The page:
Kingston After Dark: Doozy of coolness

Kurt Vile. (Photo: Shawn Brackbill)

Kurt Vile. (Photo: Shawn Brackbill)

This week we have dirt rock, cannibals and comedy gold on the docket. Much to discuss, Kingston. Friday, Oct 18, will find soft porn rocker/media mogul Andy Animal encamp in BSP Lounge with his Cannibal Tribe band and their bluesy friends. The show is $8, 21 and over and starts at 10 p.m.

I ask Andy (former Stalkers/Wolfsblood frontman) what he likes about Kingston, how long he has been wearing boots and why he looks like Syndrome from The Incredibles.

“I love playing Kingston ’cause people seem to have more fun than the NYC crowd,” says Andy. “I really love exploring the underground ruins of BSP Lounge and the staff is super cool. I’ve been wearing boots since I was about 12. I’m the president of Disney Pixar. The wonderful team of designers based Syndrome off of me as kind of an inside company joke.”

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Daddy Long Legs also are on the bill and feature mad harpist Brian Hurd.

“Andy Animal is like the Elvis to my Jerry Lee and Kingston is the perfect place for a rock ’n’ roll summit meeting,” says Hurd. “Daddy Long Legs is a mix of stompin’ blues and primitive roots music. It’s as savage as it is spiritual.”

Standup comic JT Habersaat, a local product and former Ulster Publishing guy who decamped to Austin, Texas, a few years back, hosts The Altercation Punk Comedy Tour on Sunday, Oct. 20 at The Anchor. The show, which starts at 7 p.m. and has an $8 cover, finds Altercation comics Jay Whitecotton and Nicholas Lavallee joining Habersaat, plus special guest Kevin A. Smith and musical guests The Gold Hope Duo. JT started his career and popular punk label Altercation records while a resident of these parts, so it’s always great when he gallops back into town on a white horse.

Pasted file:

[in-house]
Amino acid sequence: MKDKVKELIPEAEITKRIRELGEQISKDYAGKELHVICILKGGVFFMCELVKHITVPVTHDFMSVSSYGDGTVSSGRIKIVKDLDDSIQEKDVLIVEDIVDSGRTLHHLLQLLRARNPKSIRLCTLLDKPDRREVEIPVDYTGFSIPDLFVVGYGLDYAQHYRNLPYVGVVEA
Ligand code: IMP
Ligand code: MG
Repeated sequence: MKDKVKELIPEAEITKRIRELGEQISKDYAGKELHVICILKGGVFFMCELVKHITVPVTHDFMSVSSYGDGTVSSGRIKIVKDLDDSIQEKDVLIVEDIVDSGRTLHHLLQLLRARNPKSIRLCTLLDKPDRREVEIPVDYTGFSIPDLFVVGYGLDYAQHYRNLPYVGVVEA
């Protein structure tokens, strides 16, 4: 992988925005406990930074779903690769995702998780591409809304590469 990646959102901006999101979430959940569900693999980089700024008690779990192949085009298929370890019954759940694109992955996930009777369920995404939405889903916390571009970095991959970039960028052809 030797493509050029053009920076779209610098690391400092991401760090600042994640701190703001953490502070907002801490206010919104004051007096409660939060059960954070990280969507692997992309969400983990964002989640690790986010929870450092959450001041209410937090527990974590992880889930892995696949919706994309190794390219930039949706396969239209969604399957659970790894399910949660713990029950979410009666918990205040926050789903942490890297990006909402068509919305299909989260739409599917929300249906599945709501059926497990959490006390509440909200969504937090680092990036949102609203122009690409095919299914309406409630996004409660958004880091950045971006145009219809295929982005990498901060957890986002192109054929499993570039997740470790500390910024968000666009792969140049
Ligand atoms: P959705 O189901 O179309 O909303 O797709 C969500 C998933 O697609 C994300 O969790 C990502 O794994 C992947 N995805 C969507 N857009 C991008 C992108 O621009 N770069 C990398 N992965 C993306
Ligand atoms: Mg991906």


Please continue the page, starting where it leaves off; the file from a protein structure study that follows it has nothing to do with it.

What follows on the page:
“It’s always fun to return to the scene of the crime. I still have a hard time believing that it has been eight years since I moved to Austin. I still have lots of very close friends and family here, so it is a great chance to catch up and also horrify the locals with new material,” laughs Habersaat. “I never really come in with an agenda, although this time around I have a new album out on Stand Up! Records. So far so good.”

I ask JT about the staying power of Altercation records, the punk label he’s co-run with Travis Myers since 2005.

“Altercation’s longevity can for sure be traced to the fact that Travis and I are simply stubborn bastards,” JT admits. “We refuse to quit and are arguably workaholics. I’m proud we are still out there kicking. Born To Lose are still one of my favorite punk bands ever.”

Vile and The Violators

The day before he slinks into the massive Terminal 5 in NYC to open for Sonic Youth’s quixotic guitarist Lee Ranaldo, laconic dreamer and indie axe-man Kurt Vile will hit the stage at BSP with his gnarly band The Violators. Vile is excited to play the Oct. 24 Kingston show but hadn’t realized Kingston was so close to Dreamland Studios and Woodstock!

“My geography is terrible,” Vile sighs. “I recorded the title track of Wakin On A Pretty Daze and a ton of stuff in that neck of the woods. We stayed at Kate’s Lazy Meadow, Kate Pierson from the B-52’s place. She has all these vintage trailers all B-52’d out! That’s like, my temple.”

Vile’s latest Matador Records release Wakin On A Pretty Daze can transport you effortlessly into lucid dreaming, with tracks like “A Girl Named Alex” and the nine-minute title track ripe with wistful charm.

“That’s always the thing, following where your guitar is taking you. Trying to do something you haven’t done before,” says Vile of his work.

There is still urgency in Vile’s sound, even when it’s laid back. I tell him he reminds me a bit of Mick Taylor — not the most flamboyant guitarist for the Stones, but considered by many to be the best. (Editor’s note: This is in fact the editorial position of this newspaper.)

“The people who know give Mick Taylor tons of credit, whereas the Stones would squash a shy person like that … but he was all about the sound,” Vile says, before adding, “Sweet. Thanks, man.”

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